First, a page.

St. Ioannicius the Great, of Bithynia (846). Hieromartyrs Nicander, bishop of Myra, and the priest Hermas (1st c.).
St. Mercurius the Faster, of the Far Caves in Kiev (14th c.). Blessed Simon of Yurievets and Zharki, fool-for-Christ (1584). St. Nicander, founder of Gorodnoezersk Monastery (Novgorod) (1603). St. Luke, bishop of Novgorod (1059). St. Paul, metropolitan of Tobolsk (1768).
St. Sylvia, mother of St. Gregory the Dialogist (6th c.). St. John III Doukas Vataxis the Merciful, emperor of Nicaea (1254). Martyr Porphyrius the Mime, of Caesarea (361).
Repose of Schemamonk Mark of Sarov Monastery (1817).
Friday. [I Thess. 5:9-13, 24-28; Luke 12:2-12]
Be not afraid of them that kill the
body, and after that have no more that they can do. But I
will forewarn you whom ye shall fear: Fear him, which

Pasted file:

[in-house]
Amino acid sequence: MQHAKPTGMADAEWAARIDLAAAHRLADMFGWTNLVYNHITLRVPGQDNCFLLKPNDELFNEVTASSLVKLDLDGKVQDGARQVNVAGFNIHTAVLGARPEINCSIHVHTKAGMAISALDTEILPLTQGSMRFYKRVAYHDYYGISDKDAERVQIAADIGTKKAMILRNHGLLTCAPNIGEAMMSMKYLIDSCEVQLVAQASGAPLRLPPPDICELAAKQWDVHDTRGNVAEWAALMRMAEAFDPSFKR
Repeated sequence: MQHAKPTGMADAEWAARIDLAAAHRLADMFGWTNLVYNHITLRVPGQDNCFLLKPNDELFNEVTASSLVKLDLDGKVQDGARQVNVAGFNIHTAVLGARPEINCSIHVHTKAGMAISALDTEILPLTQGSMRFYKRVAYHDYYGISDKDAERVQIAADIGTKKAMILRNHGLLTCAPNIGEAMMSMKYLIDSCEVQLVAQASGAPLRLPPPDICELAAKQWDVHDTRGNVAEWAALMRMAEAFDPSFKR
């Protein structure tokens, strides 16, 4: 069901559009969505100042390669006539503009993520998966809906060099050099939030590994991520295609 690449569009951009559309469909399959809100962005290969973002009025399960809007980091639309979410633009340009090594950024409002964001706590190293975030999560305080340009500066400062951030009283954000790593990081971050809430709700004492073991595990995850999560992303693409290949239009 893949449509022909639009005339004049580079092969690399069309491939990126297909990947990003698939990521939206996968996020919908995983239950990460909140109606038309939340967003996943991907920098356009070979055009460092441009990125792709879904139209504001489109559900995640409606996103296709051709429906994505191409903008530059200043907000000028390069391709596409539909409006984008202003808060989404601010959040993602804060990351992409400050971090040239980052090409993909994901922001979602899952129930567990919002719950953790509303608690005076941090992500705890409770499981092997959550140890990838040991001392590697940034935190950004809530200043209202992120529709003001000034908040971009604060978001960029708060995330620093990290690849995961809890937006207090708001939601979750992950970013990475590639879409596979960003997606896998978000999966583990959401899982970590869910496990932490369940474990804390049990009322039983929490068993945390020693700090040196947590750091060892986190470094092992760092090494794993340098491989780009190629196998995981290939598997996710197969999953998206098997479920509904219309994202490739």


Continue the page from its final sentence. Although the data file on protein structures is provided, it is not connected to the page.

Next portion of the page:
after he hath killed hath power to cast into hell; yea, I
say unto you, Fear him. The greatest fear we have is
death. But the Lord says that the fear of God should be
above the fear of death. When circumstances come together
in such a way that it is necessary to either lose life or
to act against the suggestions of the fear of God, it is
better to die, and not go against the fear of God; because
if you go against the fear of God, then upon your bodily
death, which is nevertheless inevitable, you will meet
another death which is immeasurably worse than all of the
most terrible bodily deaths. If we always bore this in
mind, the fear of God would not weaken in us, and we would
not do any deeds contrary to the fear of God. Suppose that
passions rise up. At the moment they rise up, the
conscience, motivated by the fear of God, requires one to
defy them; a refusal of the demands of the passions seems
like a parting with life, a killing of the body.
Therefore, when disturbing feelings of this type come back
and begin to shake the conscience, hurry to raise up the
fear of God and of His judgement and its consequences.
Then fear of a most terrible death will chase away the
fear of a very weak death, and it will be easy for you to
stand firm in your duty and conscience. This is how the
wise [Solomon’s] saying is fulfilled: Remember
thy end and thou shalt not sin unto the ages.